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Oklahoma has 4.5-magnitude earthquake

Bryan Alaspa's picture

In a rare event that left many in the state, Oklahoma experienced a 4.5-magnitude earthquake at about 9 a.m. local time on Wednesday. The earthquake happened somewhere in central Oklahoma. The tremors were felt as far away as southern Kansas. There were no reports of injuries or significant damage.

The National Earthquake Information Center reported that there was an earthquake struck about six miles east of Norman. The earthquake was first spotted on detection equipment at the center at about 9 a.m. It was a preliminary reading of 4.5 on the magnitude. Some minor damage has been reported such as broken windows in Norman.

Earthquakes larger inland

Earthquakes that happen inland tend to be felt further away than those that happen on the sea since the waves travel through earth faster than they do in water. In the case of the earthquake today in Oklahoma the tremors traveled through the ground and were felt as far away as Wichita, Kansas. When the earthquake struck police officers in Norman ran into the street to see if a truck had hit the building.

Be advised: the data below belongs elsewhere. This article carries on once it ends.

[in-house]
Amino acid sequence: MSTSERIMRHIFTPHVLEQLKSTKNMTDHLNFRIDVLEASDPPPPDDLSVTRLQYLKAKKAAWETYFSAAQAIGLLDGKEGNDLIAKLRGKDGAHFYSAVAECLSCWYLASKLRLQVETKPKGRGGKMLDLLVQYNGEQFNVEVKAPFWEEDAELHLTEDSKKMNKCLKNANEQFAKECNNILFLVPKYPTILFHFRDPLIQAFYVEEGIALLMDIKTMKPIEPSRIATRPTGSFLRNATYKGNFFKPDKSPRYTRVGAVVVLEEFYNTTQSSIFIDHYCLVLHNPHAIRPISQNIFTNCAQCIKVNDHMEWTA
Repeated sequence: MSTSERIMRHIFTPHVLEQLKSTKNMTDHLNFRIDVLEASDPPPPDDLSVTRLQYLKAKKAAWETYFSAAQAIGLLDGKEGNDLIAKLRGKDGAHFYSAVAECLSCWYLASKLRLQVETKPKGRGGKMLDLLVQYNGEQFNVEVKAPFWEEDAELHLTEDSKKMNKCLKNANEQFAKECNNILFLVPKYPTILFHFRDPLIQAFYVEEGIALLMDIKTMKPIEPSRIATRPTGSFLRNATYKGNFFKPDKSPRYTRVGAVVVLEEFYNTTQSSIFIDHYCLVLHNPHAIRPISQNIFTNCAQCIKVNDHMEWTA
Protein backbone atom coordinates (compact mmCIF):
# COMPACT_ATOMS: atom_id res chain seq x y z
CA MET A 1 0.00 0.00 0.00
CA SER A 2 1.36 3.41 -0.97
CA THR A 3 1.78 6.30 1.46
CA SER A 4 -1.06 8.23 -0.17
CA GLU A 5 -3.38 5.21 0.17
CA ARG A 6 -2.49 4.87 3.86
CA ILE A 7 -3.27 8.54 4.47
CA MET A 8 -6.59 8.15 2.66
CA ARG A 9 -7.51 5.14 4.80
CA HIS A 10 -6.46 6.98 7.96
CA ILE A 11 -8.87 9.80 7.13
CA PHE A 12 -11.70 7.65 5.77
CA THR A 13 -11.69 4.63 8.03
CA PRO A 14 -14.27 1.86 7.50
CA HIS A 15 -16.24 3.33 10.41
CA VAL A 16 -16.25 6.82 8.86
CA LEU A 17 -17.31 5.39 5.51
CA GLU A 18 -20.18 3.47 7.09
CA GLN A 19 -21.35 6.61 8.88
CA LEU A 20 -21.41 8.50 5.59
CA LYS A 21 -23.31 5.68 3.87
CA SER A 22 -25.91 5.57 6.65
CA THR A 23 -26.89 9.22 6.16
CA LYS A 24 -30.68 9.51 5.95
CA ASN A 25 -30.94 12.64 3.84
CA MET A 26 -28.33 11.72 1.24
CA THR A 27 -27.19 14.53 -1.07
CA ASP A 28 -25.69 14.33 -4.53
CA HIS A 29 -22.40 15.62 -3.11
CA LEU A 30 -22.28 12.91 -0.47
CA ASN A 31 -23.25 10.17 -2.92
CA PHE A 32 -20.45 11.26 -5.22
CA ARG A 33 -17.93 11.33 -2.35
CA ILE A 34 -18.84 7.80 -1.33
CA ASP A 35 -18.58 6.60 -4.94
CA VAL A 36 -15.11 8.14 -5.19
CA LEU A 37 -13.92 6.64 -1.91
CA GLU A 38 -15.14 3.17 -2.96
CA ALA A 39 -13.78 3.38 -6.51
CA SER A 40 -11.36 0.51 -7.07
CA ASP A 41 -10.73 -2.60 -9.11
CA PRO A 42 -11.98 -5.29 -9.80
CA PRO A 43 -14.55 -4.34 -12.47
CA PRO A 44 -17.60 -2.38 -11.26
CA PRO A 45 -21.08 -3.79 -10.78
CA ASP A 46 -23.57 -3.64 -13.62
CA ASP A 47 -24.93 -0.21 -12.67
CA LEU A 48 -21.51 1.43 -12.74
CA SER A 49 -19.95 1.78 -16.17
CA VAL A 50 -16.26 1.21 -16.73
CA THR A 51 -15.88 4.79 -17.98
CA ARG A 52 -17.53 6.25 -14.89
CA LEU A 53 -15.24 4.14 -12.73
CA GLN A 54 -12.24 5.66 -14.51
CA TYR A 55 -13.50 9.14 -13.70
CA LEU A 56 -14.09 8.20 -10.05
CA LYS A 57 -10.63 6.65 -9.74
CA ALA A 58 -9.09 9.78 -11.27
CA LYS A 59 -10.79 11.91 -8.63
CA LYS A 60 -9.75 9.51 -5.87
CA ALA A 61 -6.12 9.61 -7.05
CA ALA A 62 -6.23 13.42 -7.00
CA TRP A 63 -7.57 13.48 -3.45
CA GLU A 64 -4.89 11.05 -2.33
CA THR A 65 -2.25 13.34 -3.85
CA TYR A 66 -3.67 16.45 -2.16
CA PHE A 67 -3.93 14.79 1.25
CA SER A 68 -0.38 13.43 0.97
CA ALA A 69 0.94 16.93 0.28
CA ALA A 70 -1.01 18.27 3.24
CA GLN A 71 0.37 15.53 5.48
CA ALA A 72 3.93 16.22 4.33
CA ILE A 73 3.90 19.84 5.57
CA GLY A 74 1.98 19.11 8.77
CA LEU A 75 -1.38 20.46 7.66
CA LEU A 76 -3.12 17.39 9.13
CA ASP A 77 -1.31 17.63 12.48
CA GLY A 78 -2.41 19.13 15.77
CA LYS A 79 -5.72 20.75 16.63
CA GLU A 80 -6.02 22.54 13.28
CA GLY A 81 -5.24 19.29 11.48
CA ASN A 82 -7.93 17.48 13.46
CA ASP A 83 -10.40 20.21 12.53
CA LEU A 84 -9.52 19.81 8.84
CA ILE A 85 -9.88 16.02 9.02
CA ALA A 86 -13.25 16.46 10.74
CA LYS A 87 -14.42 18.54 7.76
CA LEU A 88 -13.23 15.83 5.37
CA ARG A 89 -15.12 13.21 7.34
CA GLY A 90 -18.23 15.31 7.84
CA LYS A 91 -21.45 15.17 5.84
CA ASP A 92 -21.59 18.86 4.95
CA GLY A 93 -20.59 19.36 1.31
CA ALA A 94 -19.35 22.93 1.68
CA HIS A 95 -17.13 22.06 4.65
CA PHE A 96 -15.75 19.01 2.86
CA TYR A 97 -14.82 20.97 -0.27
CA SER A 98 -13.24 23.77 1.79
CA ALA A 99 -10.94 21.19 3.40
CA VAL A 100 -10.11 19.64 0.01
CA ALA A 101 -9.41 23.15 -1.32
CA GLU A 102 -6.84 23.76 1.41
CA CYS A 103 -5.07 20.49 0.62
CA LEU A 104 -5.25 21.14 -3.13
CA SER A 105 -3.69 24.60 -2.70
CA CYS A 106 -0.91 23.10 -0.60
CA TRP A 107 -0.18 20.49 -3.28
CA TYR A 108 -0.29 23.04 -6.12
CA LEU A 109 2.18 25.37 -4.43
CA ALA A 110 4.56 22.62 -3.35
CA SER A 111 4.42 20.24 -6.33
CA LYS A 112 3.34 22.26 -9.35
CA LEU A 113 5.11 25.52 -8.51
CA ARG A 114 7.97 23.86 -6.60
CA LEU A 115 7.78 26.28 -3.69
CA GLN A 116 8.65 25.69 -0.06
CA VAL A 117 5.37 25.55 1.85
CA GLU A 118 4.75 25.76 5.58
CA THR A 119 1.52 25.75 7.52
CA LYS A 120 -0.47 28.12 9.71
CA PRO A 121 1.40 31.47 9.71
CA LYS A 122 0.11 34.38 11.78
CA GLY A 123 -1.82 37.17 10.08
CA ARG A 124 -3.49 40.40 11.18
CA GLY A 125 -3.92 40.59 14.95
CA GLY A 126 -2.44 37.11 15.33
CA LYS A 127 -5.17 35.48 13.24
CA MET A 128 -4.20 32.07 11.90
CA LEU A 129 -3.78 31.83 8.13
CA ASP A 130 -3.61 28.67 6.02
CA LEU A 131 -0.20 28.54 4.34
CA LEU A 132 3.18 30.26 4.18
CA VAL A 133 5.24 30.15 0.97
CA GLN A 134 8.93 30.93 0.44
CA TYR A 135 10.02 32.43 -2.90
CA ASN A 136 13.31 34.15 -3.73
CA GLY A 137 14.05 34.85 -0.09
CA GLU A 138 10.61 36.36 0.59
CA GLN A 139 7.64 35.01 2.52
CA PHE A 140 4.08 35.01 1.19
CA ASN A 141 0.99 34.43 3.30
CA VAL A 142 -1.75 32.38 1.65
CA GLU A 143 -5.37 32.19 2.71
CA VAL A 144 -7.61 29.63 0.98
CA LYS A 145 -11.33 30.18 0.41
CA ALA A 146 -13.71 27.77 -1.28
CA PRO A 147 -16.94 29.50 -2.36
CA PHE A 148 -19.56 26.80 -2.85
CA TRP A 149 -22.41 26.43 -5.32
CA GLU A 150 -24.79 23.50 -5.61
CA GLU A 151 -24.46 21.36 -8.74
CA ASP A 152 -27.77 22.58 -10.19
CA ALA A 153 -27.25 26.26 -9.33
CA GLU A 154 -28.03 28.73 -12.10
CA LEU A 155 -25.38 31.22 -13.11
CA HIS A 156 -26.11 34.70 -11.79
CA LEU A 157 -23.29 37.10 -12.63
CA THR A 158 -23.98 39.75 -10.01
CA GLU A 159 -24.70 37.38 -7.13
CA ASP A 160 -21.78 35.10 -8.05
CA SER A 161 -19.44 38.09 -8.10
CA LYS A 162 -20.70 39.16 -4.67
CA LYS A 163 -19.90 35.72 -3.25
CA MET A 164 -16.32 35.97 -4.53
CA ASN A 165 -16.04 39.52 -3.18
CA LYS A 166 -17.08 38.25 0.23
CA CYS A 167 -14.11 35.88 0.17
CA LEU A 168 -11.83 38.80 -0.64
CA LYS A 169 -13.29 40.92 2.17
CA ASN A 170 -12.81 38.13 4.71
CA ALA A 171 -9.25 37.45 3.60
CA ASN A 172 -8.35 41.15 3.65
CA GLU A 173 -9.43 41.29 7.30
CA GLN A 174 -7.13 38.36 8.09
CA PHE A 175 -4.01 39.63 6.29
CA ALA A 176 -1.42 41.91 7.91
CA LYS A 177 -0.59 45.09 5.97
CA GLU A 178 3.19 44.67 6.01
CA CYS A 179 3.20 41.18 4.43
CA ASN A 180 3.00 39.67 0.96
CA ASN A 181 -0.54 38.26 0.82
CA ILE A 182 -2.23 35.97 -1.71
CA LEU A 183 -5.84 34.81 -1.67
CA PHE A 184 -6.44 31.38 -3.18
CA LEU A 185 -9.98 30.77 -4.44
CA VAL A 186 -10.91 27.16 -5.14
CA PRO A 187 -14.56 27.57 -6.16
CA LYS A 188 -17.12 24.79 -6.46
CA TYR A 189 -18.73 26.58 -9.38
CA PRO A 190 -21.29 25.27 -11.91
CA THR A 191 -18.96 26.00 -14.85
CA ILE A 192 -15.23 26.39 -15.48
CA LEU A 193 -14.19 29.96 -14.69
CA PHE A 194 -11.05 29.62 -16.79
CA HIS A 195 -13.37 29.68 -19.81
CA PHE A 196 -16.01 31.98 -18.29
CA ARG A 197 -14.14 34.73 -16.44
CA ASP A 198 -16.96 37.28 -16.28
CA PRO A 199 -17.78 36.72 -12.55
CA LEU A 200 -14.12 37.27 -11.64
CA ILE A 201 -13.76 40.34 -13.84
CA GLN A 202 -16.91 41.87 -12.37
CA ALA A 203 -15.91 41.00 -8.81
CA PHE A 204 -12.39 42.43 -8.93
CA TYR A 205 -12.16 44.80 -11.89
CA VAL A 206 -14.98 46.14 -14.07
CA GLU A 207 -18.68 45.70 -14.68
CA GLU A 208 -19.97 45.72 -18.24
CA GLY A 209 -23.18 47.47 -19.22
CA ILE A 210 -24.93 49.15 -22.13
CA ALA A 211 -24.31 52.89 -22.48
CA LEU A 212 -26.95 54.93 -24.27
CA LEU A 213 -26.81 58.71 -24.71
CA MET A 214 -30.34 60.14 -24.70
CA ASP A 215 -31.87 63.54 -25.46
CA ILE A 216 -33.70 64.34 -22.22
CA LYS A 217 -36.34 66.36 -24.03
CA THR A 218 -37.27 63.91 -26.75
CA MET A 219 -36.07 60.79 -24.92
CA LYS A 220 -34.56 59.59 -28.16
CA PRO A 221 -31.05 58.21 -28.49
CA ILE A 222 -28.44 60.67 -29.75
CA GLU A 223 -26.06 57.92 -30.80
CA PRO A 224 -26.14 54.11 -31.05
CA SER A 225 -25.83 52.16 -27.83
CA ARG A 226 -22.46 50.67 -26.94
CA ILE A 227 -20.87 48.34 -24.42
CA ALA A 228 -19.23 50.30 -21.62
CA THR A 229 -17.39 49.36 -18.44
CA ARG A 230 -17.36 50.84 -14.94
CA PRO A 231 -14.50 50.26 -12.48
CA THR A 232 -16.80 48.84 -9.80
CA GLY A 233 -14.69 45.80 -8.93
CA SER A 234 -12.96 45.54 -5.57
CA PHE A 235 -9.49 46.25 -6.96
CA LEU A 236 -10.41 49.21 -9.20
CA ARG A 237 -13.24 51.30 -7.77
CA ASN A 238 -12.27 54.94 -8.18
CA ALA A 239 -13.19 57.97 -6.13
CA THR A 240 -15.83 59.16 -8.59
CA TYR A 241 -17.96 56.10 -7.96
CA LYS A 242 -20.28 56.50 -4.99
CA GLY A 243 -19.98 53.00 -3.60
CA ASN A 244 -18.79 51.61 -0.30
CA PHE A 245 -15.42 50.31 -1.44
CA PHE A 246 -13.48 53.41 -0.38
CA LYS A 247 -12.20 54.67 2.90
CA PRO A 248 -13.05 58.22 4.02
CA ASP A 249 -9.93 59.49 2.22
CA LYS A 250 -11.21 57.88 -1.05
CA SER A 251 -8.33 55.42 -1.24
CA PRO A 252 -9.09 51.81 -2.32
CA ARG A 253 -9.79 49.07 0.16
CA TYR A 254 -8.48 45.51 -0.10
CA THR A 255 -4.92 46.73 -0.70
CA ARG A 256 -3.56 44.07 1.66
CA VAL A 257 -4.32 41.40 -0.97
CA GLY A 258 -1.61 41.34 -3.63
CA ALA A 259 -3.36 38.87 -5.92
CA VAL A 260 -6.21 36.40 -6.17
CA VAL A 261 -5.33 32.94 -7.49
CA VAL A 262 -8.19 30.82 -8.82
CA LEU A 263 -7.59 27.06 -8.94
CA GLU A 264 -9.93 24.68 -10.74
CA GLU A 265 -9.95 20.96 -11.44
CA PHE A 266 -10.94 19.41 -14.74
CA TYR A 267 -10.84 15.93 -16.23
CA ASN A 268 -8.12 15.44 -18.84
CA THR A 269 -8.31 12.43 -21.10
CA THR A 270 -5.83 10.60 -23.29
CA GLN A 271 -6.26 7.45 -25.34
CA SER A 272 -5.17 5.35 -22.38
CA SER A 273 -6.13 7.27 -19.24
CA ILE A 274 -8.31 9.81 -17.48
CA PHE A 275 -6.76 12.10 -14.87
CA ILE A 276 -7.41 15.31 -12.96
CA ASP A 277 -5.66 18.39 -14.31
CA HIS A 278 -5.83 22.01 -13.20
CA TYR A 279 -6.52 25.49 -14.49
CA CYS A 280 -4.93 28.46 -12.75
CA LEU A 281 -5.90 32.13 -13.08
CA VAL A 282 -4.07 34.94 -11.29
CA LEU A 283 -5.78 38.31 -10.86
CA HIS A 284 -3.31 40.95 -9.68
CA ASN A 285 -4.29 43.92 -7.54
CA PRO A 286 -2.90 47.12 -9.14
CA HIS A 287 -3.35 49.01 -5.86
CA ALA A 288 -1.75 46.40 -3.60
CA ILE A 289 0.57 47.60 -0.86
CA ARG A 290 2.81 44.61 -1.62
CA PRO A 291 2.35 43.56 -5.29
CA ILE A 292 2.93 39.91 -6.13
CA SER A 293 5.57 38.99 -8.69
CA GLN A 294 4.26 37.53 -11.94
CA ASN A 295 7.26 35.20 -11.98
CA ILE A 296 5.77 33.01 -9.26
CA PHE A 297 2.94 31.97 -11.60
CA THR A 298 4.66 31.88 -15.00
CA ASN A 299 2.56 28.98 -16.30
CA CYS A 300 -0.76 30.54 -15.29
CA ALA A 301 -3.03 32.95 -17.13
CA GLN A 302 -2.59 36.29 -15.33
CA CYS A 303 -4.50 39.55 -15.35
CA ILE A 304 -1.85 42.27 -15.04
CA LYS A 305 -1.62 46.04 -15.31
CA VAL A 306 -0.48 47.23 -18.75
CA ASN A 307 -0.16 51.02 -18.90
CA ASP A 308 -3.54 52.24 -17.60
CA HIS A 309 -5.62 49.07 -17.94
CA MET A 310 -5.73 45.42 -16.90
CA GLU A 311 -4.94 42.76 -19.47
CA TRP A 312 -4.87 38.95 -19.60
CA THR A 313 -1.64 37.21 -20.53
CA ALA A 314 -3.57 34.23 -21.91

While earthquakes that far inland are rare, they are not unheard of. The world’s largest inland fault is located near New Madrid, Missouri. When a massive earthquake hit that fault in the 1800s it rang church bells as far away as Boston. The massive quake also caused the Mississippi River to run backwards and geysers of steam exploded from within fields as cracks in the earth opened up.

Earthquake faults are also scattered about other Midwestern states, such as Illinois. In the past year small quakes have happened such as a small tremor that shook areas Northwest of Chicago, such as Elgin. These quakes tend to be minor as the fault lines are rather small.

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